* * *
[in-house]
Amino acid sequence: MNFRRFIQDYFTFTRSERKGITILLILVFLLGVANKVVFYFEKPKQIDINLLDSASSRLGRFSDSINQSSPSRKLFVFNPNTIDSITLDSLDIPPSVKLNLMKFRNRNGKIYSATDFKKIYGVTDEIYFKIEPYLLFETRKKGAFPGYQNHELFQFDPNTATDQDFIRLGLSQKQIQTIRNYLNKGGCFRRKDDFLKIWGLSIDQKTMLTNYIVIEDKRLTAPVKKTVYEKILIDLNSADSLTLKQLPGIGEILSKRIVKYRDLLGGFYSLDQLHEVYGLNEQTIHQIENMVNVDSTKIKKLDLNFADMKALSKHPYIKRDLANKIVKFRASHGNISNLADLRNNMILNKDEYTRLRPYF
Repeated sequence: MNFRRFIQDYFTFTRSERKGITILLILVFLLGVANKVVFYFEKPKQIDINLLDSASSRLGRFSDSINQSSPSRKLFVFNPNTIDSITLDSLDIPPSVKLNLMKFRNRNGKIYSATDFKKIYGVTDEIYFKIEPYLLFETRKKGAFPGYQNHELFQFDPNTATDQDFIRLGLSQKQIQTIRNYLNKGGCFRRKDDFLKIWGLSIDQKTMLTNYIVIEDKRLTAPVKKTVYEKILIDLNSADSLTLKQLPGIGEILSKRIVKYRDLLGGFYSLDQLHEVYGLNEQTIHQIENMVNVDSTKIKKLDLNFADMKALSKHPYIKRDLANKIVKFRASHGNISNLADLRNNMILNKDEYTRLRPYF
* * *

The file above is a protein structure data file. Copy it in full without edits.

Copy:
[in-house]
Amino acid sequence: MNFRRFIQDYFTFTRSERKGITILLILVFLLGVANKVVFYFEKPKQIDINLLDSASSRLGRFSDSINQSSPSRKLFVFNPNTIDSITLDSLDIPPSVKLNLMKFRNRNGKIYSATDFKKIYGVTDEIYFKIEPYLLFETRKKGAFPGYQNHELFQFDPNTATDQDFIRLGLSQKQIQTIRNYLNKGGCFRRKDDFLKIWGLSIDQKTMLTNYIVIEDKRLTAPVKKTVYEKILIDLNSADSLTLKQLPGIGEILSKRIVKYRDLLGGFYSLDQLHEVYGLNEQTIHQIENMVNVDSTKIKKLDLNFADMKALSKHPYIKRDLANKIVKFRASHGNISNLADLRNNMILNKDEYTRLRPYF
Repeated sequence: MNFRRFIQDYFTFTRSERKGITILLILVFLLGVANKVVFYFEKPKQIDINLLDSASSRLGRFSDSINQSSPSRKLFVFNPNTIDSITLDSLDIPPSVKLNLMKFRNRNGKIYSATDFKKIYGVTDEIYFKIEPYLLFETRKKGAFPGYQNHELFQFDPNTATDQDFIRLGLSQKQIQTIRNYLNKGGCFRRKDDFLKIWGLSIDQKTMLTNYIVIEDKRLTAPVKKTVYEKILIDLNSADSLTLKQLPGIGEILSKRIVKYRDLLGGFYSLDQLHEVYGLNEQTIHQIENMVNVDSTKIKKLDLNFADMKALSKHPYIKRDLANKIVKFRASHGNISNLADLRNNMILNKDEYTRLRPYF